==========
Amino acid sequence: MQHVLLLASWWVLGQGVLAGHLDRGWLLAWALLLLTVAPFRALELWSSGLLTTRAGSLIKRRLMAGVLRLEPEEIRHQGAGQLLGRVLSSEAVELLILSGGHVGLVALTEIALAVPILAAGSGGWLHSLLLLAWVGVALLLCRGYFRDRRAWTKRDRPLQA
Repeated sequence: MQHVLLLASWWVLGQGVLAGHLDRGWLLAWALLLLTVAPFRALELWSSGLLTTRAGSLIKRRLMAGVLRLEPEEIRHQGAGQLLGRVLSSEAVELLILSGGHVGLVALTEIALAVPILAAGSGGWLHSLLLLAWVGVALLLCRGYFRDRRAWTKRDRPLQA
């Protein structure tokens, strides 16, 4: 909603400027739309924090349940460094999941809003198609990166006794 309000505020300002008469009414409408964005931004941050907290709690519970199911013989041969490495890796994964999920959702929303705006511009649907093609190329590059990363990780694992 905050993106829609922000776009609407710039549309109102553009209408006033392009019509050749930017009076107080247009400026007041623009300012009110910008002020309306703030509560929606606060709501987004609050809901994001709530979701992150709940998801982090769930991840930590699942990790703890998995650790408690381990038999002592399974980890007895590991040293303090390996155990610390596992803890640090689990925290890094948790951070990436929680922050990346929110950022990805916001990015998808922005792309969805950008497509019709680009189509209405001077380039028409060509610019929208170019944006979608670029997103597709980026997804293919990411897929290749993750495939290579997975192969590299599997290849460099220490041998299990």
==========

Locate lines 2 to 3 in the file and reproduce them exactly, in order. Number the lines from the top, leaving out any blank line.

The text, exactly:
Repeated sequence: MQHVLLLASWWVLGQGVLAGHLDRGWLLAWALLLLTVAPFRALELWSSGLLTTRAGSLIKRRLMAGVLRLEPEEIRHQGAGQLLGRVLSSEAVELLILSGGHVGLVALTEIALAVPILAAGSGGWLHSLLLLAWVGVALLLCRGYFRDRRAWTKRDRPLQA
């Protein structure tokens, strides 16, 4: 909603400027739309924090349940460094999941809003198609990166006794 309000505020300002008469009414409408964005931004941050907290709690519970199911013989041969490495890796994964999920959702929303705006511009649907093609190329590059990363990780694992 905050993106829609922000776009609407710039549309109102553009209408006033392009019509050749930017009076107080247009400026007041623009300012009110910008002020309306703030509560929606606060709501987004609050809901994001709530979701992150709940998801982090769930991840930590699942990790703890998995650790408690381990038999002592399974980890007895590991040293303090390996155990610390596992803890640090689990925290890094948790951070990436929680922050990346929110950022990805916001990015998808922005792309969805950008497509019709680009189509209405001077380039028409060509610019929208170019944006979608670029997103597709980026997804293919990411897929290749993750495939290579997975192969590299599997290849460099220490041998299990």